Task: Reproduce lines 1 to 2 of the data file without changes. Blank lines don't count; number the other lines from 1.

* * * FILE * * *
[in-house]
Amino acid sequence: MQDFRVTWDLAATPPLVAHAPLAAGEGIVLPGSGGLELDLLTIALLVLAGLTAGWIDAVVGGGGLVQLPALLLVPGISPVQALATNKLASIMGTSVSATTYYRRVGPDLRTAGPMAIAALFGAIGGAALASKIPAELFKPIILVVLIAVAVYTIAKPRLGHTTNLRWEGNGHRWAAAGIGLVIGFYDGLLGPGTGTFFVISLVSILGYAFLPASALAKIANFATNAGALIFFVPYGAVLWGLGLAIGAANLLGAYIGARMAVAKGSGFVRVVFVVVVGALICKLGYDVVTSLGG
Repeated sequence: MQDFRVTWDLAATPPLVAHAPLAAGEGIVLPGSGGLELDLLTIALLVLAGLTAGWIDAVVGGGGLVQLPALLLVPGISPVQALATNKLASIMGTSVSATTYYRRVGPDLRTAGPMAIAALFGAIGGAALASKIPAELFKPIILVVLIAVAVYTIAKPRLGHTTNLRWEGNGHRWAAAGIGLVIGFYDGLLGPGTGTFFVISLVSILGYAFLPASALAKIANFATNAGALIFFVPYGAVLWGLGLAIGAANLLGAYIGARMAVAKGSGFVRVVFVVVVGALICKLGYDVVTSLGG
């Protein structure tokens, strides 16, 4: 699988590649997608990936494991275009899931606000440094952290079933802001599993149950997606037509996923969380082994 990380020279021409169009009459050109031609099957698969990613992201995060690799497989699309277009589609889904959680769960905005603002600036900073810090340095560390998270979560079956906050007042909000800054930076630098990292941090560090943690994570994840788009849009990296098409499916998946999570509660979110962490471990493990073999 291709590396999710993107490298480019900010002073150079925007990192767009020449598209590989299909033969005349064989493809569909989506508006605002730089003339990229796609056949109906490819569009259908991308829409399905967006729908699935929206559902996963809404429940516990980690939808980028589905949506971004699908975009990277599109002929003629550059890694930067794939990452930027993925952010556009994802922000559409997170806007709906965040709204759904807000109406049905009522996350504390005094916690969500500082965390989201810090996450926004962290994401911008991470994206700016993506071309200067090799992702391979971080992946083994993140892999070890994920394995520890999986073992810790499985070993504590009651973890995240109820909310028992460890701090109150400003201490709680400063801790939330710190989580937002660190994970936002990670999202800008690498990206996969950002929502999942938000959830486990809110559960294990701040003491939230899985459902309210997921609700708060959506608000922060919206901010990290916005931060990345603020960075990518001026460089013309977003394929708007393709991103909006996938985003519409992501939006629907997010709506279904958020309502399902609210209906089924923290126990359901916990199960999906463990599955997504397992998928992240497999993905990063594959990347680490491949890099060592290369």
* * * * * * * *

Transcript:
[in-house]
Amino acid sequence: MQDFRVTWDLAATPPLVAHAPLAAGEGIVLPGSGGLELDLLTIALLVLAGLTAGWIDAVVGGGGLVQLPALLLVPGISPVQALATNKLASIMGTSVSATTYYRRVGPDLRTAGPMAIAALFGAIGGAALASKIPAELFKPIILVVLIAVAVYTIAKPRLGHTTNLRWEGNGHRWAAAGIGLVIGFYDGLLGPGTGTFFVISLVSILGYAFLPASALAKIANFATNAGALIFFVPYGAVLWGLGLAIGAANLLGAYIGARMAVAKGSGFVRVVFVVVVGALICKLGYDVVTSLGG